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  1. #1
    Join Date
    May 2009

    Default Fergal Sharkey on Channel 4 news

    Just watched Fergal Sharkey rip into the river authorities in England about the amount of sewage they allow into our rivers. What a breath of fresh air he was, no holds, gave it to them good style.
    He was well dressed, shirt and tie and had all his facts to hand. This ex- pop star could be the answer to the tossers that fob us off at every corner.
    Asked why he was concerned about the situation, straight reply."Because I'm a fly fisherman"

  2. #2
    Join Date
    Jan 2015


    He's got a good heart

  3. #3


    Apolgies Alan, didn't see your post; I put a link up to the same news item. You are right, Fergal Sharkey was very good.

  4. #4
    Join Date
    Oct 2007


    Ye Cannae help bein' a wee bit grumpy, No if ye was jist born crabbit

  5. #5
    Join Date
    Oct 2007
    Clitheroe, Ribble Valley


    Iv seen him on TV before and agree his views, comments, approach and presentation are a breath of fresh air....
    "If I can shoot rabbits then I can shoot fascists"

    MSP 1999- "If you tolerate this then your children will be next"

  6. #6
    Join Date
    Nov 2016


    Just watched the channel four excerpt on the link provided by Offshore
    900,000 hours of human sewage and rainwater flow into UK rivers in just one year – revealed – Channel 4 News
    It is worth the 12 or so minutes especially for the latter part when yer man is interviewed.
    It is the kind of subject matter the NGOs who seek to represent us should be lobbying about at parliament, it is the kind of source material and subject matter we should be actively monitoring analysing and reading about every month not just in our sorry ad-mag T& S but in the mainstream national and local press.
    The facts are we are collectively and using our rivers up and down the country as part time open sewers, but don't worry the EA told us its perfectly legal.
    Well it shouldn't be.
    I remember a programme about storm sewage affecting surfers in Cornwall and that is a parallel situation to the same problem of a system that just cannot cope without change.

    When you add in legal abstractions we are also in particular endangering the amazing chalk streams (of which there are only 225 in the world) but the EA seems to be happy with maintaining what is a very disturbing status quo and in the programme over-claims massively about their future plans.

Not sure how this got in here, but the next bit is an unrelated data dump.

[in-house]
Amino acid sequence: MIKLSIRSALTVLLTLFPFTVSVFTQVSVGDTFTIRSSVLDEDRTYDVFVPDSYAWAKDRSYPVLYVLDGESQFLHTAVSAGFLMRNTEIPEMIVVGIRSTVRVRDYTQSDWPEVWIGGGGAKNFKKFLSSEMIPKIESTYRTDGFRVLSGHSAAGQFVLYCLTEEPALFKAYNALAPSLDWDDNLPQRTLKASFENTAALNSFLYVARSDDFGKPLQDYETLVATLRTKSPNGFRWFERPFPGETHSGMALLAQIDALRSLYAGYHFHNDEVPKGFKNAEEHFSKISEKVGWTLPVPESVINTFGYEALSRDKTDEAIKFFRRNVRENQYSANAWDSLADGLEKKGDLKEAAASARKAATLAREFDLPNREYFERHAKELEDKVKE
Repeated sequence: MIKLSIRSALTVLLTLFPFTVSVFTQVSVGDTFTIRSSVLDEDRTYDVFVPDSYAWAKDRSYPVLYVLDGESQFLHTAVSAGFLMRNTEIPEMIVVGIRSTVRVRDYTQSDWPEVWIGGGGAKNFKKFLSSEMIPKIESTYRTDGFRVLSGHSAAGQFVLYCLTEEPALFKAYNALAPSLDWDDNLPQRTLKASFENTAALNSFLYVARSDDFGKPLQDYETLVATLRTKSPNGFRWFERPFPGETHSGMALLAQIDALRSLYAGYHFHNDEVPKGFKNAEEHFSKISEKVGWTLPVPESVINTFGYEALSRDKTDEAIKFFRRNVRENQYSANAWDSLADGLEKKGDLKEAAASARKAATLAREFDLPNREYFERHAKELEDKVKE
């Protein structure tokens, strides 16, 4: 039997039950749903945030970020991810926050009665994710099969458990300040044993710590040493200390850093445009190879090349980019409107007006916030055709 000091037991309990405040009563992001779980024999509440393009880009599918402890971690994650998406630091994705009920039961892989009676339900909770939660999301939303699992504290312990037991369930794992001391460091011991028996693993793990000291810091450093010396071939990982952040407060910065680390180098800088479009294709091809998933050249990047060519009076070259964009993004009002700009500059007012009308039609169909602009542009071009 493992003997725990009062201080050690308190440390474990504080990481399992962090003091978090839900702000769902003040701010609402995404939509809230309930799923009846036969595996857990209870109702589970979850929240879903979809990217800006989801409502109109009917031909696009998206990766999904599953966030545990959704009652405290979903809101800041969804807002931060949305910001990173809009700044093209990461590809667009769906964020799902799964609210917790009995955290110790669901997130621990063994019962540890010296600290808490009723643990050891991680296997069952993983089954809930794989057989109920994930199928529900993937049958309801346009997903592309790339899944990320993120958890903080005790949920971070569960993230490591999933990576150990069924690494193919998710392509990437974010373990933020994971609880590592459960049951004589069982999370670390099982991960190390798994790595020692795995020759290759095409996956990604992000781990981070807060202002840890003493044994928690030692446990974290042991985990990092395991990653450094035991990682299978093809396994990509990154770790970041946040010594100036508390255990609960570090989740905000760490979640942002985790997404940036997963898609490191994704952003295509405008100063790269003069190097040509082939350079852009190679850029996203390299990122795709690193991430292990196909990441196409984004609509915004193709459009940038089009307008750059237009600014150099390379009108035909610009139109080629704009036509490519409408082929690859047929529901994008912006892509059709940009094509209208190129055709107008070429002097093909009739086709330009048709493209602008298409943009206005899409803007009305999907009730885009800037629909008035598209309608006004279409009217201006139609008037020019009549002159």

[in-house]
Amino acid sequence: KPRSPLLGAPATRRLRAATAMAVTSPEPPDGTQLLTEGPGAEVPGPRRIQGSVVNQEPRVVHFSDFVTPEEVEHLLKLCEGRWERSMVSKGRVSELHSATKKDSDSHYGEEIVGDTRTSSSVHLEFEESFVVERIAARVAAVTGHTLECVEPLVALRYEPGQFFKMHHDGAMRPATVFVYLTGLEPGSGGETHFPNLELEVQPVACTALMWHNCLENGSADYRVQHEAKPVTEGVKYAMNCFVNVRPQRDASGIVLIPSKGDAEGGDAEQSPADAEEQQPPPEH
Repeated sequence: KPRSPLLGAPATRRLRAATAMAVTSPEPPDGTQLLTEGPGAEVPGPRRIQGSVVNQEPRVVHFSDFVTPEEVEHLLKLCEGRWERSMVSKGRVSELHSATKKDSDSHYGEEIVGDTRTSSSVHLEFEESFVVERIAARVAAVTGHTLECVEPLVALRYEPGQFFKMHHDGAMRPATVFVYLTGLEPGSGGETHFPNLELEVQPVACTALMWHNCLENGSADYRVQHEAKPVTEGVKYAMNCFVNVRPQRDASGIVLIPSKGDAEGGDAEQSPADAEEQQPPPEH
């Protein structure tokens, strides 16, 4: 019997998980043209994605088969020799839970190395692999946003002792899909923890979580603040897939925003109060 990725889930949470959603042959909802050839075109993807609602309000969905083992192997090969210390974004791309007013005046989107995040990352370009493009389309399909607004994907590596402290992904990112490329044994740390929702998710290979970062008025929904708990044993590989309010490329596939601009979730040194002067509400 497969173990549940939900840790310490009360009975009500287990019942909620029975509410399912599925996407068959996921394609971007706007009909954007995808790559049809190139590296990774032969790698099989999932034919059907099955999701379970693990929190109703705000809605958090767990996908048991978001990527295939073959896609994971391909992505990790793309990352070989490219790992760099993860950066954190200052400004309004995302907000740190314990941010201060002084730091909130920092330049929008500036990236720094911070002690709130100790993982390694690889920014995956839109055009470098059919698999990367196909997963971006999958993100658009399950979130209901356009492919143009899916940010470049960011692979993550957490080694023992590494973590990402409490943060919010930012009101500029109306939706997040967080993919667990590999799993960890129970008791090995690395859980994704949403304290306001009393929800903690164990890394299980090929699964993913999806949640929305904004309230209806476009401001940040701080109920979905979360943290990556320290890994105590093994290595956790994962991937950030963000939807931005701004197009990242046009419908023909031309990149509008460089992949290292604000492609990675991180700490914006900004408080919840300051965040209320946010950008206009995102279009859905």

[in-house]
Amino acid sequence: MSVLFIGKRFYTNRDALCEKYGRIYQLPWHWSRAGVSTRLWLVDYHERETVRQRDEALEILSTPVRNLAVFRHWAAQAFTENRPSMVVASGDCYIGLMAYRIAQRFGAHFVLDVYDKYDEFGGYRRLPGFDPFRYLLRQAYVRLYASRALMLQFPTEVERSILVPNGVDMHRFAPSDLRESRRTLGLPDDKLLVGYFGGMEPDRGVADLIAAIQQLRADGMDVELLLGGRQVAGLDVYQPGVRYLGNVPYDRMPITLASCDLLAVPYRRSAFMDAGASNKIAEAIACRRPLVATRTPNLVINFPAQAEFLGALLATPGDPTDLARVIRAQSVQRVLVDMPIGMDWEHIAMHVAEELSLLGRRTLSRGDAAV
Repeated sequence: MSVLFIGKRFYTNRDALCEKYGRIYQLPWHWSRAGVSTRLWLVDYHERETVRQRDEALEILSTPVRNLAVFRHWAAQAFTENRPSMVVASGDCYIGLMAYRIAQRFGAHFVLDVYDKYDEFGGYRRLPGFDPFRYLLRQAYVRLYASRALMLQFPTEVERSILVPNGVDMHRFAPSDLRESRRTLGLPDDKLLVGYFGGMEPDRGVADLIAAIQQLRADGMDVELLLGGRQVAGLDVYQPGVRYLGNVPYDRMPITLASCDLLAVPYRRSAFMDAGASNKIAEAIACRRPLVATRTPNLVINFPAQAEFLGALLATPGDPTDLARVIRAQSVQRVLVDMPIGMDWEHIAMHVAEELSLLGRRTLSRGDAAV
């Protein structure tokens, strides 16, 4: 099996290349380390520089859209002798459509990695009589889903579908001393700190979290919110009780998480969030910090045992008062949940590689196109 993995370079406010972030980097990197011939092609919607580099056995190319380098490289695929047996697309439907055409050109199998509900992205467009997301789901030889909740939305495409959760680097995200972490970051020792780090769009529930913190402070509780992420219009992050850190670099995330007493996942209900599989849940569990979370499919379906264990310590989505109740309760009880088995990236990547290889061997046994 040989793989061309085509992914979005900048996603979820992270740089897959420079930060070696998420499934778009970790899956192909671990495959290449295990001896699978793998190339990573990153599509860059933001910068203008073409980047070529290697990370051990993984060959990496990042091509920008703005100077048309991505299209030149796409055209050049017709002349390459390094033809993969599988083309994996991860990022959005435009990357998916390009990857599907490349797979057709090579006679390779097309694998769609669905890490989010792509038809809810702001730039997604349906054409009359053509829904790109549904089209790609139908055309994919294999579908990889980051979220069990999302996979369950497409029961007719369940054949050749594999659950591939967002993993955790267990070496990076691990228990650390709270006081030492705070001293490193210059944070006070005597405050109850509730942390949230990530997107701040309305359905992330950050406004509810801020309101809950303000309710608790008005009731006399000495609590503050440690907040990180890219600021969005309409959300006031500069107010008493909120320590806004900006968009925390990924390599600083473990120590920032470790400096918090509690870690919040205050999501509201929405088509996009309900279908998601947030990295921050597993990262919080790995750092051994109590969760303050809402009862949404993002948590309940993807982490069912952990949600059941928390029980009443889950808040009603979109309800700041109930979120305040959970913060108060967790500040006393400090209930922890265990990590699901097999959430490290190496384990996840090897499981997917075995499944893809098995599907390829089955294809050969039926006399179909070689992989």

In the last few years the river systems which seem to be holding up the best seem to be those whose headwaters in particular are least influenced by the effects on humans and our waste.
    Just think what is leeching into our rivers from normal sewage plants and from high rainfall raw sewage releases.
    Not just organic material but the residues of hormones, recreational drugs etc etc.

    This is a big story or at least should be a big story.

  7. #7


    It still amazes me, that we still carry on looking , and blaming, when simple basic, gets bypassed.
    The water.
    You can spends millions on habitat, hatchery, net buy out, etc. But if the water not right, it all big waste.
    We need to monitor all rivers, and action be taken, when toxins are over present.
    End the day, would you swim in the water ?

  8. #8


    I do not dare think about just what has been dumped in my local ,The Thames. over these last couple of months, but the one saviour is the shear volume of water flowing. I cannot recall seeing the river with such a sustained flow rate, ever. The Chalkstreams are running at very high flow rates too, not the sluggish, low water scenarios of the last few, dry years, the aquifers are brim full, for the first time in years, the Avon is over its banks, but gin clear. unfortunately it does give the Authorities the opportunity to dump more **** than they could usually get away with!!!!

  9. #9
    Join Date
    Sep 2010

    Default You get what you pay for

    Most of us are water company customers. Water companies are heavily regulated, principally by OFWAT and in specific fields by the EA and the Drinking Water Inspectorate. OFWAT determines how much money the companies need to raise to operate efficiently and the costs of doing that, which we ultimately see in our water bills. What gets included in OFWATís calculations is influenced by ministerial advice. Ministers tend not to favour the substantial increase in water bills that rapid implementation of major sewerage improvement would require. Itís happening, partly in response to pressure from people like Fergal, but at a rate that should keep water bills at a level thatís judged to be acceptable. Meanwhile, the water companies are under pressure from their owners to give them a return on capital and the EA is under rather more direct government control than it was when it was set up. If you want higher standards from the water industry, you need to persuade politicians that the great British public is happy to pay for them.

  10. #10


    The n
    Message needs to be repeated ad finitum

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